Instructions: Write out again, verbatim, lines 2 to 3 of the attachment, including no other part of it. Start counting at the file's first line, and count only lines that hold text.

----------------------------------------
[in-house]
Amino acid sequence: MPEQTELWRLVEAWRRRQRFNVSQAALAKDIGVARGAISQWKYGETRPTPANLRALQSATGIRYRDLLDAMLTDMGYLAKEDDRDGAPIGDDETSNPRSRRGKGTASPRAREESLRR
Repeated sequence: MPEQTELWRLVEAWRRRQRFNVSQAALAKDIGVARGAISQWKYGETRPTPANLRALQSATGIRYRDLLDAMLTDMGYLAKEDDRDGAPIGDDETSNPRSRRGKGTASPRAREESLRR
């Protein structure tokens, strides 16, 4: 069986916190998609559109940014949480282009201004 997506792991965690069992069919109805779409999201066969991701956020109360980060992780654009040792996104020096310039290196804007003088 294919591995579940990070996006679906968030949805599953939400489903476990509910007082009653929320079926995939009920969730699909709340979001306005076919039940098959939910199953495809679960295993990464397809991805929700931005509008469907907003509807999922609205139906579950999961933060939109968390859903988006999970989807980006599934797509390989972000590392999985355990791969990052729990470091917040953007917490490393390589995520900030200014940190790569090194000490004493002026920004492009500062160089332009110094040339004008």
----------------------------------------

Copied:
Amino acid sequence: MPEQTELWRLVEAWRRRQRFNVSQAALAKDIGVARGAISQWKYGETRPTPANLRALQSATGIRYRDLLDAMLTDMGYLAKEDDRDGAPIGDDETSNPRSRRGKGTASPRAREESLRR
Repeated sequence: MPEQTELWRLVEAWRRRQRFNVSQAALAKDIGVARGAISQWKYGETRPTPANLRALQSATGIRYRDLLDAMLTDMGYLAKEDDRDGAPIGDDETSNPRSRRGKGTASPRAREESLRR